16-year-old Erika Kounio-Amariglio was among the first Jews to be deported from Thessaloniki to Auschwitz in March 1943.
A large group of Greek Jews (among them Salvador Saporta, Henry Levi and Obadiah Cohen), who had been deported to Auschwitz, were taken in the summer of 1943 (August-September) to Warsaw, to clean up the city in the aftermath of the ghetto uprising. As the Soviets approached, in October 1944, the Germans emptied the camp and forced the inhabitants into an exhausting death march to the borders with Germany. There they were put onto a train destined for Dachau, where they remained for a few days and from there were taken to a work camp at Mühldorf. In April 1945, while the Soviet and American forces were approaching, in the midst of bombardments, they again embarked on a train, with the Alps as their destination, and probably with their death warrants already signed. On May Day 1945, the Americans liberated the train close to Tutzing. The Americans took the former inmates to a Displaced Persons Camp in Feldafing, close to Munich, where some stayed for a short time and others for years. Via Italy and, once they had been through other camps, some returned to Greece and others emigrated either to America or Palestine.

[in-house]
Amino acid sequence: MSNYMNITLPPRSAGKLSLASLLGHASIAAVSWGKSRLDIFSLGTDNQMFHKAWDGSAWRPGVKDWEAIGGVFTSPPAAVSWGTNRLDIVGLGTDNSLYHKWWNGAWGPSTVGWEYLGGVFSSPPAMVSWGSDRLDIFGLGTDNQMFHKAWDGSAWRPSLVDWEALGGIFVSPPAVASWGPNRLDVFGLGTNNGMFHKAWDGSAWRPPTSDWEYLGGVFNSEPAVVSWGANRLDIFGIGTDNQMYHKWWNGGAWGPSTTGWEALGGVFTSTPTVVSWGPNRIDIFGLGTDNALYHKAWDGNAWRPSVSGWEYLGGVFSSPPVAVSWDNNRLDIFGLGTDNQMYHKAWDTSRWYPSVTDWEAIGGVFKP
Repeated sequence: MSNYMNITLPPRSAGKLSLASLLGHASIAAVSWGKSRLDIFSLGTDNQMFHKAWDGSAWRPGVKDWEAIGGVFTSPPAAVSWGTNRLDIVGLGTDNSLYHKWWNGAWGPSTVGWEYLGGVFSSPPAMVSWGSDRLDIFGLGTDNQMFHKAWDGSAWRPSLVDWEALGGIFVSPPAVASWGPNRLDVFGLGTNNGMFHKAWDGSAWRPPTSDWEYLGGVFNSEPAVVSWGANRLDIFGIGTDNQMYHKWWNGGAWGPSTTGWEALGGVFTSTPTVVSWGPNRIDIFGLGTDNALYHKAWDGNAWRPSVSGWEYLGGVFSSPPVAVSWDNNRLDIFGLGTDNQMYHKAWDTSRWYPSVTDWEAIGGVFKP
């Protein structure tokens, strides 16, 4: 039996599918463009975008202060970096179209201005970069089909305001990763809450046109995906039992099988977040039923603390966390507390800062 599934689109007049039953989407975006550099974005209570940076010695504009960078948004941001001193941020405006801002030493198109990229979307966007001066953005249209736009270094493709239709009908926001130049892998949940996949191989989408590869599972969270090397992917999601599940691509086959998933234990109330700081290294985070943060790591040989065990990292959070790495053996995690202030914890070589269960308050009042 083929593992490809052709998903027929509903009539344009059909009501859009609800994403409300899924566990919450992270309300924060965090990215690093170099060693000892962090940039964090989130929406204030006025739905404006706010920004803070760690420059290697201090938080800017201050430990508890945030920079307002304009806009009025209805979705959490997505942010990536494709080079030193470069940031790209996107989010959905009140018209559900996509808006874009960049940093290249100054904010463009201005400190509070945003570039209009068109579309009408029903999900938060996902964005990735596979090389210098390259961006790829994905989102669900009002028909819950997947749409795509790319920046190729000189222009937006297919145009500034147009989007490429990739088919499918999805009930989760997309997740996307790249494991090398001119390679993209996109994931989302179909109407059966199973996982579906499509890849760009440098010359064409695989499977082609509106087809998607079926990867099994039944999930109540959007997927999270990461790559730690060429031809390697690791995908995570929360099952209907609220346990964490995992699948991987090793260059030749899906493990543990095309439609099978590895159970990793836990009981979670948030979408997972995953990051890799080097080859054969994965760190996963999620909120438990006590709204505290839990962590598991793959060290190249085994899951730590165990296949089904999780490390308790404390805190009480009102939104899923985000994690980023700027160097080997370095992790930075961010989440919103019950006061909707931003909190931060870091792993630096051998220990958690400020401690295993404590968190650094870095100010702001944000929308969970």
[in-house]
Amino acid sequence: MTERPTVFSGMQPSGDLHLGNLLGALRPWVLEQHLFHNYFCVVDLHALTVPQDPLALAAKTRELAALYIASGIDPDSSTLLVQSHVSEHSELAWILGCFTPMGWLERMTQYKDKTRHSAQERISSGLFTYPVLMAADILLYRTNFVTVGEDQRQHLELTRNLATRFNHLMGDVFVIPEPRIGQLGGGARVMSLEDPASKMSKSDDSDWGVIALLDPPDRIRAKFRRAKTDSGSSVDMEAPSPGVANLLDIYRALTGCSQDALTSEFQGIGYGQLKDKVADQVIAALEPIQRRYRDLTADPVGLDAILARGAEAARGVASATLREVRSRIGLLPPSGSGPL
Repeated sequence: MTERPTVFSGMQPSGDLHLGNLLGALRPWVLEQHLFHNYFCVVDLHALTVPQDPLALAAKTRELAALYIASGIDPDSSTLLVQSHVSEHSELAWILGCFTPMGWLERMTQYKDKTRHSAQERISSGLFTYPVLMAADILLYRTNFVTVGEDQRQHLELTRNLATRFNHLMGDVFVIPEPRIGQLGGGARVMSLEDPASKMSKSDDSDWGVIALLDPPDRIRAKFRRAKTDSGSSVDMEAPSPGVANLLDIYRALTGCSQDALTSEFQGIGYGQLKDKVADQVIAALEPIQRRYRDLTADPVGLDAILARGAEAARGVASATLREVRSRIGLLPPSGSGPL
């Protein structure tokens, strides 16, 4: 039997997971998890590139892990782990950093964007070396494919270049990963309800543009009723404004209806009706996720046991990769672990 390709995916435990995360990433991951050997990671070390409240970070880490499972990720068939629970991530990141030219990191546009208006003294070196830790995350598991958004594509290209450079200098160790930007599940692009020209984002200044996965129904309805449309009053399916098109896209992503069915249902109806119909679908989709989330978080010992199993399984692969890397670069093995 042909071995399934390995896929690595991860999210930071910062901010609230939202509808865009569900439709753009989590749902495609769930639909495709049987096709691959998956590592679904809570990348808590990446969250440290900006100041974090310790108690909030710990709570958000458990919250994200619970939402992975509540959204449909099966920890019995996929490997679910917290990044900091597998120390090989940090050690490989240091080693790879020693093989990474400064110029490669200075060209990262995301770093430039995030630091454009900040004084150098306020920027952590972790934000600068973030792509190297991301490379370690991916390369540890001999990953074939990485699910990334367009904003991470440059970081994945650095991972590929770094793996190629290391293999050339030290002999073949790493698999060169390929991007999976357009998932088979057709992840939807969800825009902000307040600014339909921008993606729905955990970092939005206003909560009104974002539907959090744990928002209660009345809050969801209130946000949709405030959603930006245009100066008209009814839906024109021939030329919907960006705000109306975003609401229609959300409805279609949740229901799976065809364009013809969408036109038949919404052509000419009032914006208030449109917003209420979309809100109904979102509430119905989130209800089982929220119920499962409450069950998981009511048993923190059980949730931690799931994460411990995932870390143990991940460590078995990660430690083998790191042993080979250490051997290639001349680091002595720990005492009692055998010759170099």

Another group of Jews of Spanish citizenship was deported from Thessaloniki to the Bergen-Belsen camp on 2 August 1943.
The Jews of Ioannina were deported to concentration camps via Larissa.
The Jews of Corfu were transported by ship to Piraeus and from there to the camp at Haïdari. From Haïdari they were deported to Poland in the summer of 1944.
The Jews of the Dodecanese were deported in July 1944, after the Italian capitulation.
The greater part of the Jews of Volos fled to the mountain villages of Pilion.